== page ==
The Vampire Diaries series and the Twilight Saga are both of them a celebration of small town America. If “Twilight” is set in Forks, Washington, The Vampire Diaries is set in similarly small Fell’s Church, Virginia. These vampires are a vindication for the traditional American values of small towns now in the process of getting lost (in contrast to the much more urban vampires of True Blood) as well as an embodiment of conservative agendas, more so in the case of “Twilight” with its abhorrence of premarital sex and its endorsement of chastity. They offer conventional views of manhood (as protectors) and womanhood (as beings to be cherished and protected). Female protagonists in these novels are damsels in distress ready to be rescued from the stupidity they have brought upon themselves: Bella wanders alone after dark in the city and has some guys chasing after her, Elena leaves the homecoming dance with a disreputable character and he gets too rough with her… The appeal of old-fashioned ideals for teenagers, such as chivalry, being a gentleman, getting married before having sex… might be surprising at first glance, but it can be better understood when we bear in mind that these novels also capitalize on the rush of emotions and hormones that control teenagers such as teenage angst, the anxiety about an uncertain future, (college, unstable job market, moving away from home and friends…), alienation, the search for an identity of one’s own while conforming to social rules and norms (be them the high school microcosm or society as a whole)…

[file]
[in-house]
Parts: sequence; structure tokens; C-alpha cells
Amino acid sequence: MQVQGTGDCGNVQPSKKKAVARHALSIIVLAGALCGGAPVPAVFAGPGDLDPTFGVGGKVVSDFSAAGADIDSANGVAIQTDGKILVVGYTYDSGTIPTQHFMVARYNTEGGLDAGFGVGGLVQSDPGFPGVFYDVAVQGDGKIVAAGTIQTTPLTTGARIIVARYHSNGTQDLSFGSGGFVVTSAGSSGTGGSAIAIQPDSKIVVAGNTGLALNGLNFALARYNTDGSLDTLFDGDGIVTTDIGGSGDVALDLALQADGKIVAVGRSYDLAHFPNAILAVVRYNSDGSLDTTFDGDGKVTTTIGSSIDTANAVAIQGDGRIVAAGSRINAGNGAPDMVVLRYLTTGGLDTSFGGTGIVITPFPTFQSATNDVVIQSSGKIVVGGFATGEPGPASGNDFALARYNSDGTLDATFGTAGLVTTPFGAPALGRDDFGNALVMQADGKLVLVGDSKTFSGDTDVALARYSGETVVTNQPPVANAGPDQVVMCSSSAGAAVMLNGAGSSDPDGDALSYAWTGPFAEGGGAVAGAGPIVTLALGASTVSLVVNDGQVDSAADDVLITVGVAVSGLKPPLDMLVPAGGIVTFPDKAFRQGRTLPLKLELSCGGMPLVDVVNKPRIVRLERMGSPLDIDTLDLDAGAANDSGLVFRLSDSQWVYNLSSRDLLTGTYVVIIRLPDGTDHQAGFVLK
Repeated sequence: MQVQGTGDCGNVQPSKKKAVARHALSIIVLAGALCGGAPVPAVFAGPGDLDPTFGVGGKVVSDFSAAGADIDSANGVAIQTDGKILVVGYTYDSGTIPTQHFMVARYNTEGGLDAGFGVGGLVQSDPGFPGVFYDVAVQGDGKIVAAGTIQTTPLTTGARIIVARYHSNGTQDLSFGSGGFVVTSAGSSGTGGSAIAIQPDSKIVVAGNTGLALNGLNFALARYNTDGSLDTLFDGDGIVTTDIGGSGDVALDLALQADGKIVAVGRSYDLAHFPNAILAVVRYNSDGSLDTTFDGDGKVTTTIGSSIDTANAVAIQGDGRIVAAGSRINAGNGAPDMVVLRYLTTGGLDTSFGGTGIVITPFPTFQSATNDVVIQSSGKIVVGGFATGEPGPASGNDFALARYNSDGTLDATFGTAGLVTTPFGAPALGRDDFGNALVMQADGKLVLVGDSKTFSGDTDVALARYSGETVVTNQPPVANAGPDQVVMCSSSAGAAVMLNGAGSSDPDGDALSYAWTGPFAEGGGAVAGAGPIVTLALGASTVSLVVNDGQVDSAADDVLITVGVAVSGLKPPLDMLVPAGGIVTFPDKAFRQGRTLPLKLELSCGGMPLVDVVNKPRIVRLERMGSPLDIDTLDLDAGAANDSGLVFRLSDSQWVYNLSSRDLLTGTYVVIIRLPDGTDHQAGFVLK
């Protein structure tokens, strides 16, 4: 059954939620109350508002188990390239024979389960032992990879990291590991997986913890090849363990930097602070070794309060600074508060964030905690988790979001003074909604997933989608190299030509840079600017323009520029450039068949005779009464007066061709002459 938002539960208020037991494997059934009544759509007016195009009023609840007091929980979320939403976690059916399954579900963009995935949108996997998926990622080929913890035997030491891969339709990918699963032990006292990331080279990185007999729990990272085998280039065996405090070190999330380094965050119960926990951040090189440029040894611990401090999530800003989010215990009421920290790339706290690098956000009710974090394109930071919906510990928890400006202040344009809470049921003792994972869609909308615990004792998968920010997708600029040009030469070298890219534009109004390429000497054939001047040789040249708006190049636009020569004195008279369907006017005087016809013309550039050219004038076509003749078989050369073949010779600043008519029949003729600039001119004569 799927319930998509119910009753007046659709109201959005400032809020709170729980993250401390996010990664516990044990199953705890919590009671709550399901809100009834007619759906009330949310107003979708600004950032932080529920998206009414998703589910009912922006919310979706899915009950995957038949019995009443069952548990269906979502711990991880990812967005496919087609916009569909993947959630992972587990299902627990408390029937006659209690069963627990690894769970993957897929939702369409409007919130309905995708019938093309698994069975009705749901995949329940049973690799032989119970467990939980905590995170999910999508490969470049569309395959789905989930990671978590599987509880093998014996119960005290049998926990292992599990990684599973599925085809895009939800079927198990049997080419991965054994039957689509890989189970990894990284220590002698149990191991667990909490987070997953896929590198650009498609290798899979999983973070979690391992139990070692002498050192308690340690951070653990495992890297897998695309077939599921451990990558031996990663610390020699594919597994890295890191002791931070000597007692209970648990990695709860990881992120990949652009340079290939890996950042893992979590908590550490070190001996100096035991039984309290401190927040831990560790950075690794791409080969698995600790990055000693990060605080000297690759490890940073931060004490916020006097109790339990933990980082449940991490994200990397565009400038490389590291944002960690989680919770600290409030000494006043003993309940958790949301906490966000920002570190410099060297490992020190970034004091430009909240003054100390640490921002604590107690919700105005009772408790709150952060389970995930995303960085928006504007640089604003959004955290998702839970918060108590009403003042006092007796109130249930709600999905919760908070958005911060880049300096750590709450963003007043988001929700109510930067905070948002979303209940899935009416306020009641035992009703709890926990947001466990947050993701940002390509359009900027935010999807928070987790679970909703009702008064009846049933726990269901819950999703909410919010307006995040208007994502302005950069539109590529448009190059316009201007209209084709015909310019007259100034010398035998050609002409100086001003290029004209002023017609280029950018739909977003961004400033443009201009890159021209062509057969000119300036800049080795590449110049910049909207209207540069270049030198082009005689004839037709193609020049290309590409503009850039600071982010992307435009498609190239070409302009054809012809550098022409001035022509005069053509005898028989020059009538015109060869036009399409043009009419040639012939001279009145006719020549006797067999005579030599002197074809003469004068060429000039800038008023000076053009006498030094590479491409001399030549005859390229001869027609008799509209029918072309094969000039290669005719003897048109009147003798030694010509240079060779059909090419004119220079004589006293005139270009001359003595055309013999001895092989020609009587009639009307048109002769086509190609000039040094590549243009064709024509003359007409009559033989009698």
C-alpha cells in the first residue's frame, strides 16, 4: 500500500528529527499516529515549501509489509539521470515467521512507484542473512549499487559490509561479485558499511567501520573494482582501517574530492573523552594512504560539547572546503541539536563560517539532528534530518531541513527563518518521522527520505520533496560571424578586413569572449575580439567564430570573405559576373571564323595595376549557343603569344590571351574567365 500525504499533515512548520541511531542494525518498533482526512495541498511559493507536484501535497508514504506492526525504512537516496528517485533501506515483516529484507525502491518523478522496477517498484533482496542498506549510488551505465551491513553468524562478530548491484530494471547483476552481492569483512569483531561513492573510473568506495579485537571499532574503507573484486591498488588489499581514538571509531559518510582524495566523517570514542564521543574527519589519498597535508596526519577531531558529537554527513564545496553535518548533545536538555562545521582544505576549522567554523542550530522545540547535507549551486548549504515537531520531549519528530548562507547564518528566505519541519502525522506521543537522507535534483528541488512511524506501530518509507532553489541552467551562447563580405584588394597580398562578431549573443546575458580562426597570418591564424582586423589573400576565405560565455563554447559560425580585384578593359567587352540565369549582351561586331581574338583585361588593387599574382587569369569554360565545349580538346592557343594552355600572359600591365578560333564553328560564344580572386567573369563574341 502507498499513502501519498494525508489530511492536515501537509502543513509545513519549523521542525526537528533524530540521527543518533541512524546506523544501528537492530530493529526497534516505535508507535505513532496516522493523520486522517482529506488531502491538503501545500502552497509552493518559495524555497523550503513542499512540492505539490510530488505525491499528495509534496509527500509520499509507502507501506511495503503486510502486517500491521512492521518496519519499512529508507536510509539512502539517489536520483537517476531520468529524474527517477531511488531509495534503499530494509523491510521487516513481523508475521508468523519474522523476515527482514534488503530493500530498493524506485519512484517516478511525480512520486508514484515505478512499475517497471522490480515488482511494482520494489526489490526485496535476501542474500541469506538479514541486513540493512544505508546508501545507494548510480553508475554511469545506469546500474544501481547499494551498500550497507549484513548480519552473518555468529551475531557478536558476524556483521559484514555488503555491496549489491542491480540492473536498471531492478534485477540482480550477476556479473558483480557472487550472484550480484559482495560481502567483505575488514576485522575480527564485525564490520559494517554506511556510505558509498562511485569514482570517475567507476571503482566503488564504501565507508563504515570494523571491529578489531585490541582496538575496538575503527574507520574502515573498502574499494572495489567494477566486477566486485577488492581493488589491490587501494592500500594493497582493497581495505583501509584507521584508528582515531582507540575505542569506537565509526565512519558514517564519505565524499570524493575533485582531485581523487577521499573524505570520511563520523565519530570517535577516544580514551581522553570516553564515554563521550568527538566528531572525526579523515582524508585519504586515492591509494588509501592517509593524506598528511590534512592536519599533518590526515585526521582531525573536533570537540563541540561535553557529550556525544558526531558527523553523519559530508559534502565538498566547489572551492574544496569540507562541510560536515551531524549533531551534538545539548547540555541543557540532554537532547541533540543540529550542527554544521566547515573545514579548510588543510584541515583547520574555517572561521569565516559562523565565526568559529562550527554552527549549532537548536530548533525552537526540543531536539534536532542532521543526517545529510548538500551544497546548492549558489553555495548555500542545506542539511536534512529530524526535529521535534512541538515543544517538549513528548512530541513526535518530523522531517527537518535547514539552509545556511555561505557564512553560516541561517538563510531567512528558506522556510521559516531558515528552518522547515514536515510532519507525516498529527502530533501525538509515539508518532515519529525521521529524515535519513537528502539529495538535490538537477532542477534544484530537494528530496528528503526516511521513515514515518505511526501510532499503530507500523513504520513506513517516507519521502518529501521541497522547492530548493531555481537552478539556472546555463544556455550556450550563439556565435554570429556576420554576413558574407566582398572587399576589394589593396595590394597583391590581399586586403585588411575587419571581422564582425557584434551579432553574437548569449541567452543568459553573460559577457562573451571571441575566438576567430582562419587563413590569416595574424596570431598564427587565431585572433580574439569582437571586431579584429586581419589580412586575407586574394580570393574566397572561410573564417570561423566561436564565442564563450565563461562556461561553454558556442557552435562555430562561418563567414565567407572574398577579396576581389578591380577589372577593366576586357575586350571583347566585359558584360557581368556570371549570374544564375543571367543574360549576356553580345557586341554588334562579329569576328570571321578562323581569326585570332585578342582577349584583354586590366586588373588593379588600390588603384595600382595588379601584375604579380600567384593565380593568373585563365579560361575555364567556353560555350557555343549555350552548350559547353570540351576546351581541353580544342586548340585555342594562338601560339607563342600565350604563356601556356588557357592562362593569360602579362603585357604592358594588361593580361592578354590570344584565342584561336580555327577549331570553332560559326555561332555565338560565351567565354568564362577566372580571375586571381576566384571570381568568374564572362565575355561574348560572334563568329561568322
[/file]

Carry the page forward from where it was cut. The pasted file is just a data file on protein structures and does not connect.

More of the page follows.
The uncanny comes closer to home, maybe even too close for comfort. For instance, The Faculty has a student’s worst nightmare come true – that your teacher is really a monster. If the premise of Prom Nights From Hell, the short story collection co-authored by Stephenie Meyer, Meg Cabot and two other authors, holds true, vampires and other supernatural monsters are about to come a fixture of prom nights and high school dances as much as beautiful dresses and punch. In these stories, high schools can very well be a horror site, as teenage movies have showed over and over again. All in all, by presenting a more understanding and sympathetic view of the vampire, the Twilight series and The Vampire Diaries also offer an agenda of their own, whose influence on teenagers remains to be seen other than the rapid rise of the use of Isabella and Edward as two of the most popular baby names in the U.S. right now.
-  Meyer has again explored the mind of the vampire in her 2010 novella The Second Brief Life of Bree Tanner, based on Eclipse, the third book in the Twilight saga.
-  Curiously enough, fan fiction writers, fond of re-writing their favorite texts into new contexts and situations, have also perceived the similarities between Gone With the Wind and Twilight by creating cross-overs between the two texts.
-  Quoted in Kathleen Megan, “Fear As An Aphrodisiac” Hartford Courant November 18, 2009 http://articles.courant.com/2009-11-18/news/09111712259486_1_young-girls-dangerous-twilight-books accessed March 17, 2010.
-  The ones who do want to make new vampires are happy enough with their condition as killers are evil, as seen by the portrayal of Victoria in Eclipse.